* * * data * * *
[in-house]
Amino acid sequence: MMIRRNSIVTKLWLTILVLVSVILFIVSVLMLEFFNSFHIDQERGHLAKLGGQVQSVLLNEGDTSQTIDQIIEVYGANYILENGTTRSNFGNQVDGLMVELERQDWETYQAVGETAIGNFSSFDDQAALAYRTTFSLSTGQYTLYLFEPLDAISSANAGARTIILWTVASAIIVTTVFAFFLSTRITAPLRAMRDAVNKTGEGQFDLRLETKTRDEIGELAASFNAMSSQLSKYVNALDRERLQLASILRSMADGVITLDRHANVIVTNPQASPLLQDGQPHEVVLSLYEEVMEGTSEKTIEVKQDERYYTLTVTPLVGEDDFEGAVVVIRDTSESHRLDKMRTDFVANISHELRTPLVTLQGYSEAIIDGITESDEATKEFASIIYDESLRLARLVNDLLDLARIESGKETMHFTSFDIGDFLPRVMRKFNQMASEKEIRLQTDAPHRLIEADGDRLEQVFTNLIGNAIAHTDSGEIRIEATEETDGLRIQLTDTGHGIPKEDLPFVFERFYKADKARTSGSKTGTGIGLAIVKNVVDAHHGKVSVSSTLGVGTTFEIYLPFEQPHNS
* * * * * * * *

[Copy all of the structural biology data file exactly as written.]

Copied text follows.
[in-house]
Amino acid sequence: MMIRRNSIVTKLWLTILVLVSVILFIVSVLMLEFFNSFHIDQERGHLAKLGGQVQSVLLNEGDTSQTIDQIIEVYGANYILENGTTRSNFGNQVDGLMVELERQDWETYQAVGETAIGNFSSFDDQAALAYRTTFSLSTGQYTLYLFEPLDAISSANAGARTIILWTVASAIIVTTVFAFFLSTRITAPLRAMRDAVNKTGEGQFDLRLETKTRDEIGELAASFNAMSSQLSKYVNALDRERLQLASILRSMADGVITLDRHANVIVTNPQASPLLQDGQPHEVVLSLYEEVMEGTSEKTIEVKQDERYYTLTVTPLVGEDDFEGAVVVIRDTSESHRLDKMRTDFVANISHELRTPLVTLQGYSEAIIDGITESDEATKEFASIIYDESLRLARLVNDLLDLARIESGKETMHFTSFDIGDFLPRVMRKFNQMASEKEIRLQTDAPHRLIEADGDRLEQVFTNLIGNAIAHTDSGEIRIEATEETDGLRIQLTDTGHGIPKEDLPFVFERFYKADKARTSGSKTGTGIGLAIVKNVVDAHHGKVSVSSTLGVGTTFEIYLPFEQPHNS